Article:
Certainly, tough and optically brilliant glass is essential to the touch interface that makes these collaborative work surfaces beautiful and fun to use. But the work surfaces must also be able to draw in rich, high-resolution data from a wide variety of sources.
So once again, it’s glass – in the form of hair-thin optical fiber – that enables the experience.
Let’s take a look at the role this highly engineered glass plays in bringing the world to your tabletop.
Even at its inception in 1970, mass-produced glass fiber – stripped of even the microscopic impurities that might interfere with light signals – could transmit data far more quickly than its copper wire counterpart. Telecommunications companies found it ideal for their long-haul networks that soon became the backbone of the Internet.
Today, more than 2 billion kilometers of optical fiber make up the world’s telecommunications network. Even with wireless connections that can send signals to your device from a connected tower, those signals can only travel up to a few miles – so the vast majority of today’s voice, video, and data still zooms through optical fiber.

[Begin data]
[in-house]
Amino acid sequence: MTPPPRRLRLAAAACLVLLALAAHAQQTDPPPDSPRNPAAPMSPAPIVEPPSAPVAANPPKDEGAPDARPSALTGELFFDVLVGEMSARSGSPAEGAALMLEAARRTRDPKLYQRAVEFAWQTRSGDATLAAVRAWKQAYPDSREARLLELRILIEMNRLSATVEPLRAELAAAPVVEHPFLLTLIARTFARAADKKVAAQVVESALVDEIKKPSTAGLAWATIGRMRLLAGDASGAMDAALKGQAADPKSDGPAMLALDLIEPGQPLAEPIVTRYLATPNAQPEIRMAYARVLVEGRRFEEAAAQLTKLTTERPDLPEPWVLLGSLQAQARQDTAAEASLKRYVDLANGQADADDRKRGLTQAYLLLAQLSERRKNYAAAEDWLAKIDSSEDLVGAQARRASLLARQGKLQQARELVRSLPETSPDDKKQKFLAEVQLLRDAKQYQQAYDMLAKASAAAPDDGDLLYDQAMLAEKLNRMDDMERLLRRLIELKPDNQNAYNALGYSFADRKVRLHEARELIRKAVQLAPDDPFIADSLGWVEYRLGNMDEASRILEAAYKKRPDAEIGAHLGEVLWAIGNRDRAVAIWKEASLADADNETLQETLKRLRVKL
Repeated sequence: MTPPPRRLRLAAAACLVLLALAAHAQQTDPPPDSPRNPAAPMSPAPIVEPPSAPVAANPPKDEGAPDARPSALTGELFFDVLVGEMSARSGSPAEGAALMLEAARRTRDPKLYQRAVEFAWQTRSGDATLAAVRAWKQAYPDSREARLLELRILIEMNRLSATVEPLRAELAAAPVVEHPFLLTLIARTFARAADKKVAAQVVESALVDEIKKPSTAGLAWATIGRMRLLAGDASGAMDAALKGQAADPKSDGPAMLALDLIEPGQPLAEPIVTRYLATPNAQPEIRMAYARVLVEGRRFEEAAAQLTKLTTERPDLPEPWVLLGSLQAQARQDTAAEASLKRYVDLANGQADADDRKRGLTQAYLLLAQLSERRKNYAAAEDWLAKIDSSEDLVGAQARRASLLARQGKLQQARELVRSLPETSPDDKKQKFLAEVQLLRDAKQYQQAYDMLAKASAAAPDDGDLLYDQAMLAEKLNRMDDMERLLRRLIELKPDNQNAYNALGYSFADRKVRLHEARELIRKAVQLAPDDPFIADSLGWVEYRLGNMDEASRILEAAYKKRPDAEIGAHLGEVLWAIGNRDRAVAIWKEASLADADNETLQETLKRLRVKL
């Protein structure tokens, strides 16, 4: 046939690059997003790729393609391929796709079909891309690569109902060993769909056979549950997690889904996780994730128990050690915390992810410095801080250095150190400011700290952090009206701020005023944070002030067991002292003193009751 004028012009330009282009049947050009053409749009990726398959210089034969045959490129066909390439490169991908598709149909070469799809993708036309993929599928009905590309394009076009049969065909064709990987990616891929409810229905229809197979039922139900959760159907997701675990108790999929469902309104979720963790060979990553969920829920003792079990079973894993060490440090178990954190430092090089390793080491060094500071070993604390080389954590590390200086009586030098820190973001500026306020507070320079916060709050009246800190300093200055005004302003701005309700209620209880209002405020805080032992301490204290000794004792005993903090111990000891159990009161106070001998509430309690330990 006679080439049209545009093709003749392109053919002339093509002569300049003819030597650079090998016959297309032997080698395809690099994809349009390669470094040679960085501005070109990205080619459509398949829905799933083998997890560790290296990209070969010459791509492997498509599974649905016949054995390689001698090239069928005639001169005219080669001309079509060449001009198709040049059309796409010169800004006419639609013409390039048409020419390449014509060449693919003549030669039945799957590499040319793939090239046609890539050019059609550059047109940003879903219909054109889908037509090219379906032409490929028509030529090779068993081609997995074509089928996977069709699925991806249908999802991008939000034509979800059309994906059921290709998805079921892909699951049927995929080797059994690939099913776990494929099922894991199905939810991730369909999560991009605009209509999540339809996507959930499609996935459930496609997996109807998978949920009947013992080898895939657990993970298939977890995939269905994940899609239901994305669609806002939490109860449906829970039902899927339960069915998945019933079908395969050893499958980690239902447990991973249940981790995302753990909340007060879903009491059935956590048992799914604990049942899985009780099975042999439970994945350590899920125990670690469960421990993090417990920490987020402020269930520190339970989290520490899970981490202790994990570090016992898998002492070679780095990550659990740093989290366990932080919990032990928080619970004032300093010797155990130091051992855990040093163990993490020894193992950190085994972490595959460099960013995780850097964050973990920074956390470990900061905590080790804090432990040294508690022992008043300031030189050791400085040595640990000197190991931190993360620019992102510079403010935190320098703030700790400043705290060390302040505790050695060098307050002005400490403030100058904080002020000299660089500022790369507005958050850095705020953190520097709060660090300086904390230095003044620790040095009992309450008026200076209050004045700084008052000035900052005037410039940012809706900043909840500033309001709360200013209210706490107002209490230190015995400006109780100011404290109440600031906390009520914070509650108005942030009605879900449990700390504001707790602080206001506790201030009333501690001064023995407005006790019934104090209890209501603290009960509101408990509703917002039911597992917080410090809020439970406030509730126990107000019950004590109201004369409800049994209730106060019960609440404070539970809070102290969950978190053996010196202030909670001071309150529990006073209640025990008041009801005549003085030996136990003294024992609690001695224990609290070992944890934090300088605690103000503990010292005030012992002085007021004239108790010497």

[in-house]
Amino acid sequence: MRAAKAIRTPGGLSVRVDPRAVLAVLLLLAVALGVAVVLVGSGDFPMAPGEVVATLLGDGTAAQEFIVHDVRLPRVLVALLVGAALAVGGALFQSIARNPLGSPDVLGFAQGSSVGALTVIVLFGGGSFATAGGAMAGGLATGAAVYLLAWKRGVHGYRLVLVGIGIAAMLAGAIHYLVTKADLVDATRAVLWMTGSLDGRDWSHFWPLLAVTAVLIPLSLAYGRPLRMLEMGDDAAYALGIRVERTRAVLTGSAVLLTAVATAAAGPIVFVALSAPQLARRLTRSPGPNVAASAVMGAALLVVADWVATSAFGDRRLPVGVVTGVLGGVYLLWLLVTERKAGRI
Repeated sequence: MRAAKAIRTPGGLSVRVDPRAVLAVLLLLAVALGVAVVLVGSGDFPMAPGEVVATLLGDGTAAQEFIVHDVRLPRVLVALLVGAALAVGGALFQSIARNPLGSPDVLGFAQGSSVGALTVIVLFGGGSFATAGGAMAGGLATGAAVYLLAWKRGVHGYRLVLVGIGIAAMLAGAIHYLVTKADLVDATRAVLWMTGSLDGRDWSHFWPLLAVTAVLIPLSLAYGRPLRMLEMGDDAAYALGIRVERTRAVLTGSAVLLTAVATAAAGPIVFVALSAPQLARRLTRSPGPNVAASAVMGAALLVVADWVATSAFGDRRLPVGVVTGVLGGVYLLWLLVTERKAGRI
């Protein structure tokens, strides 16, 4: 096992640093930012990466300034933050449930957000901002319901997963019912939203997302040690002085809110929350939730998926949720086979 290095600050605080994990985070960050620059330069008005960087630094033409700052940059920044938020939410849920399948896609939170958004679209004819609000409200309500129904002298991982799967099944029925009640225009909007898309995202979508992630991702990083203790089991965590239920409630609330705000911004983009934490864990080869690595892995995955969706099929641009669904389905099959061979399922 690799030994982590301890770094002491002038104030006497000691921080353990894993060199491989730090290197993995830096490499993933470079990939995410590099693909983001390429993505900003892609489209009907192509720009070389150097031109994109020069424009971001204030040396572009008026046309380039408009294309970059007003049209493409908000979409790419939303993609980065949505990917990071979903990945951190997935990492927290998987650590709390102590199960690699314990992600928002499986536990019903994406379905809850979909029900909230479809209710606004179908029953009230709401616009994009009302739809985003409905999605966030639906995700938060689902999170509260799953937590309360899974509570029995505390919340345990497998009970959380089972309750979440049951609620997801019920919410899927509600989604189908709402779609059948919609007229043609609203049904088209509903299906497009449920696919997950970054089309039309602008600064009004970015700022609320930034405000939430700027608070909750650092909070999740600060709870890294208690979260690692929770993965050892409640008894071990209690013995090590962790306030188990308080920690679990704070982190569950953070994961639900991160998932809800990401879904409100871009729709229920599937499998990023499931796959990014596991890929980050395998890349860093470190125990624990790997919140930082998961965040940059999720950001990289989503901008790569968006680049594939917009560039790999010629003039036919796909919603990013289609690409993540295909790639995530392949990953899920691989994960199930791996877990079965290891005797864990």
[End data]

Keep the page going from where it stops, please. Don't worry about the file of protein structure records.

And innovations in glass science are yielding new generations of high-speed, high-capacity fiber to meet the demands of today’s network applications.
Optical fiber is now tougher than ever. It can be bent around tight corners and stapled onto wall studs. It’s stronger than both high-tensile steel and titanium.
Capacity is also remarkable. A single long-haul strand can support up to 2 million simultaneous high-definition video streams.
More great news for teammates at work, home, and school: New fiber innovations are enabling faster-than-ever optical connections between computers, operating systems, gaming consoles, tablets, and more.
When collaborators are truly connected, they’re connected with glass.